Almost every argument used by the government to sell the nuclear deal has been upturned by revelations. Dr P.K.Iyengar, former chairman of the Atomic Energy Commission, summed up the American position in a statement on 4 September: "if India conducts a nuclear test, America will immediately abrogate the 123 Agreement, and take back all nuclear materials, including fuel, it has supplied;there are no guarantees of perpetual fuel supply or provisions to stock for lifetime; there will be no transfer of sensitive nuclear technology such as reprocessing technology;the US does not consider the 123 Agreement as the only document governing civil nuclear cooperation with India – its actions will also be dictated by the provisions of the Atomic Energy Act and the Hyde Act."

The White House cited India's vote against Iran at the IAEA as evidence of a pro-US Indian tilt in conformity with the provisions of the Hyde Act. Under pressure from the United States and Israel, we have also abandoned the Iran-Pakistan gas pipeline, which would have provided much cheaper energy than nuclear power. Moreover, even in the event of the abrogation of the treaty by the United States, the mandatory inspections of India's nuclear facilities will continue in perpetuity.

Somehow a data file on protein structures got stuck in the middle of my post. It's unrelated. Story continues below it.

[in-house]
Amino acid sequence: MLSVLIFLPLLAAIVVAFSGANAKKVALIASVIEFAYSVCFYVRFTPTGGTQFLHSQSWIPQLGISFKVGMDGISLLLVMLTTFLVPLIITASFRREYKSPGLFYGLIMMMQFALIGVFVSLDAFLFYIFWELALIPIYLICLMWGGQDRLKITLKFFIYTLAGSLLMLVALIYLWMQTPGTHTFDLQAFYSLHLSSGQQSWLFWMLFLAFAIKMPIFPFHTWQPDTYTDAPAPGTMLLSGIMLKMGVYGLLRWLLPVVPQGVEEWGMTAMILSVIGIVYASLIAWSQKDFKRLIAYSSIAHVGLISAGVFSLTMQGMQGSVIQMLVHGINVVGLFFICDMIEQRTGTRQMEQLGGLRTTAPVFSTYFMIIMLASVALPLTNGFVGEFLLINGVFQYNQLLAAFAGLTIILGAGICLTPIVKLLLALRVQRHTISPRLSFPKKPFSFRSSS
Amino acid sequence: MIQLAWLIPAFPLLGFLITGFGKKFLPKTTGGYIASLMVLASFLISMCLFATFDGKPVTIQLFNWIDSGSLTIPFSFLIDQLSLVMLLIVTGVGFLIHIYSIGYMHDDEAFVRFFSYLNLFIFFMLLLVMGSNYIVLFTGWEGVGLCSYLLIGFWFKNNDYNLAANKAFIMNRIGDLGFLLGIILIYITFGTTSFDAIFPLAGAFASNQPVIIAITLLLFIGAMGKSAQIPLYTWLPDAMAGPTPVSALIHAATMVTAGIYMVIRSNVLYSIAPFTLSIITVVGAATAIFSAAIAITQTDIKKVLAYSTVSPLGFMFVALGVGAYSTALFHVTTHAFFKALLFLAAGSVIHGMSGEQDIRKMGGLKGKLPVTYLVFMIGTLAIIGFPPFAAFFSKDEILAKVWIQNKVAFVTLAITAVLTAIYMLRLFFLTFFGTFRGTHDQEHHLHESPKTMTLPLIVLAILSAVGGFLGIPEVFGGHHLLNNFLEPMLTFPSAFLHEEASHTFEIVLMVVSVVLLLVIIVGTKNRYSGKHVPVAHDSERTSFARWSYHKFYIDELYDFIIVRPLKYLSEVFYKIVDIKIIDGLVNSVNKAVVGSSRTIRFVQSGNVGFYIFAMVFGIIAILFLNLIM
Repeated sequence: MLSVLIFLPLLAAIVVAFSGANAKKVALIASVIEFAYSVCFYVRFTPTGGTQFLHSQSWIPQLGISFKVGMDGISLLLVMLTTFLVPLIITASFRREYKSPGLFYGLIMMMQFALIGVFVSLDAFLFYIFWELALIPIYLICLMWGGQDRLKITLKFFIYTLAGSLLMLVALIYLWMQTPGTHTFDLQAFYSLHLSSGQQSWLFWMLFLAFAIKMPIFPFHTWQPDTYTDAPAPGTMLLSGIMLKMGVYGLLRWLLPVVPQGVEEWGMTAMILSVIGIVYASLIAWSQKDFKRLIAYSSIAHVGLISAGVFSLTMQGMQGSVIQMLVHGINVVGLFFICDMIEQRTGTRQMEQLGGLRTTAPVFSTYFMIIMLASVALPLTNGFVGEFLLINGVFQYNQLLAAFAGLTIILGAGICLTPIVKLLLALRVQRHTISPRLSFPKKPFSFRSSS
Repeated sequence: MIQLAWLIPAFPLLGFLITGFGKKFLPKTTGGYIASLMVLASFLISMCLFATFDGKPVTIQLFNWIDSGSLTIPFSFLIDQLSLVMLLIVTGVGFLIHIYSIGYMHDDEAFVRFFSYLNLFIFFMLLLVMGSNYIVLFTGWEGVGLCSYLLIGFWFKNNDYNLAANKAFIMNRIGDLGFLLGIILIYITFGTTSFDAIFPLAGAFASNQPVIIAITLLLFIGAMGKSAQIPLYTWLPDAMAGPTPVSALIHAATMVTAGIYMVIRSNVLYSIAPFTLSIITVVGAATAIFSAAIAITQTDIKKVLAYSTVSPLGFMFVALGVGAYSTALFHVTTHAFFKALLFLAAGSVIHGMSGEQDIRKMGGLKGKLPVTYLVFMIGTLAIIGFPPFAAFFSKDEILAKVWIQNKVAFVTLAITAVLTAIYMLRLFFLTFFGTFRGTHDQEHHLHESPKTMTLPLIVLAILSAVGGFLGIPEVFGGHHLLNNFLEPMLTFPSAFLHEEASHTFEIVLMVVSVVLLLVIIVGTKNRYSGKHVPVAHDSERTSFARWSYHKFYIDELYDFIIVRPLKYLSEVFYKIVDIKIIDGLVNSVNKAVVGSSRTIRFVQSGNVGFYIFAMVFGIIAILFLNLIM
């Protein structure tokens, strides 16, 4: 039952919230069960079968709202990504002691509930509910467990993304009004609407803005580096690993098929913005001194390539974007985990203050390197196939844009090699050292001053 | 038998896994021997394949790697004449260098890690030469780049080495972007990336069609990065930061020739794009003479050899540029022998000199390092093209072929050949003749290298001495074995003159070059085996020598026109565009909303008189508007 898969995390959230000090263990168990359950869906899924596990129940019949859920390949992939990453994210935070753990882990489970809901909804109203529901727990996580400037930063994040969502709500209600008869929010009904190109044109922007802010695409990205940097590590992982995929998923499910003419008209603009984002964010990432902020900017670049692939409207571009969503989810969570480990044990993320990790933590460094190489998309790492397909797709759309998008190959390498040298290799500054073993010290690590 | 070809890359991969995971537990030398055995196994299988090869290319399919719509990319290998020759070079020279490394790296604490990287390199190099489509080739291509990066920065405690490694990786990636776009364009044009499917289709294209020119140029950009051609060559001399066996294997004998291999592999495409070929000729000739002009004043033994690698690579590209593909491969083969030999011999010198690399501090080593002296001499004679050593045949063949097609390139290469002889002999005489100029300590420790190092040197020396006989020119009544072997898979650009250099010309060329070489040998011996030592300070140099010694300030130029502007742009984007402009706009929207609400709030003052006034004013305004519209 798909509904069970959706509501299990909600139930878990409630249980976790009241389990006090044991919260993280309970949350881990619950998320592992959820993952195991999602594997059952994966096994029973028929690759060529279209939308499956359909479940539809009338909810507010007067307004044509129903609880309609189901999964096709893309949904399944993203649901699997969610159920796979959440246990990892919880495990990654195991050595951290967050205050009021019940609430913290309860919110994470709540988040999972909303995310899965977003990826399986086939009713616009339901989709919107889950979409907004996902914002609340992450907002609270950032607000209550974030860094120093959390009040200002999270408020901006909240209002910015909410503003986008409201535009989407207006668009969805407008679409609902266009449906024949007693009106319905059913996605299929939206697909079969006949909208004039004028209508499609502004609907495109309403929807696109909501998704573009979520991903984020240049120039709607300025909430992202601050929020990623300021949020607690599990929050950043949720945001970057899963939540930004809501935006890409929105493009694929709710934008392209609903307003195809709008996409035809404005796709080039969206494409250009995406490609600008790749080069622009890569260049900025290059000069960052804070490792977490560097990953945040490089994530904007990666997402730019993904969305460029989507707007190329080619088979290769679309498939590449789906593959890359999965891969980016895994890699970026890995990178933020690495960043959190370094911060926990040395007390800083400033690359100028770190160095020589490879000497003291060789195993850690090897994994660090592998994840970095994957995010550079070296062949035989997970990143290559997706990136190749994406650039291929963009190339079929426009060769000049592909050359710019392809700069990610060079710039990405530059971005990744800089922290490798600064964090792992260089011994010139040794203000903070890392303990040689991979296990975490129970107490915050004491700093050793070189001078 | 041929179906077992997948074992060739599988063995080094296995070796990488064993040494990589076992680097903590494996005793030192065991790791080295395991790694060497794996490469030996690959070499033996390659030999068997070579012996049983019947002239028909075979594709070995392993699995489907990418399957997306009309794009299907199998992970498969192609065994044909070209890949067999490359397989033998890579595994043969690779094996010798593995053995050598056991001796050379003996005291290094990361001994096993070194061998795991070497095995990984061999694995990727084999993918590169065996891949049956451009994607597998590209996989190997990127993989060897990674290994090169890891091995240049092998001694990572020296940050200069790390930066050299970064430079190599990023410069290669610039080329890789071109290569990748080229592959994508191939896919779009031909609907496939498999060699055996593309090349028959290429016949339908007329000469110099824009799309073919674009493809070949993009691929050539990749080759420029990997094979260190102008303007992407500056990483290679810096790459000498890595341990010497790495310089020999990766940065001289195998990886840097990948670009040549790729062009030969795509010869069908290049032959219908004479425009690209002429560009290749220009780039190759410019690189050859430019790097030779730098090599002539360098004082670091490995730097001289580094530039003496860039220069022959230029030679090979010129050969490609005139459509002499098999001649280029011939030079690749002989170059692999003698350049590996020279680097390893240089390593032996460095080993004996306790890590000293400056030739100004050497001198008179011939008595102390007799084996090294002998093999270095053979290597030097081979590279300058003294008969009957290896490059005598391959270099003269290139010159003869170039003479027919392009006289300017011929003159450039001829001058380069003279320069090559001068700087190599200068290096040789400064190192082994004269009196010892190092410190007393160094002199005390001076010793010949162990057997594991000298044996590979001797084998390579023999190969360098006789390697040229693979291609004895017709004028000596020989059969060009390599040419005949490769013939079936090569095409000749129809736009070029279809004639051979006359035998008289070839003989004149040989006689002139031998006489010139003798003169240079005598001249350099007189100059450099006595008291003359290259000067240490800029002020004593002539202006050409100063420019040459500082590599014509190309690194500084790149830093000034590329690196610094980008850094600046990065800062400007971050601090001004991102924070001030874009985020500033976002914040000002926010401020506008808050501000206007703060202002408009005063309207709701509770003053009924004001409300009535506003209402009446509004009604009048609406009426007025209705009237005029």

When such details became public, Delhi argued that we could always ignore Washington and buy from countries like France. On the evening of 18 September the French ambassador to India, Jerome Bonnanfont, clarified that the proposed Indo-French nuclear agreement is going to be on par with the American agreement – there will be no transfer of enrichment and reprocessing technologies to India. The Times of India printed this pithy comment: "Certainly, it's a blow to all those who trumpeted that if the US wasn't prepared to give things, let's go to the French."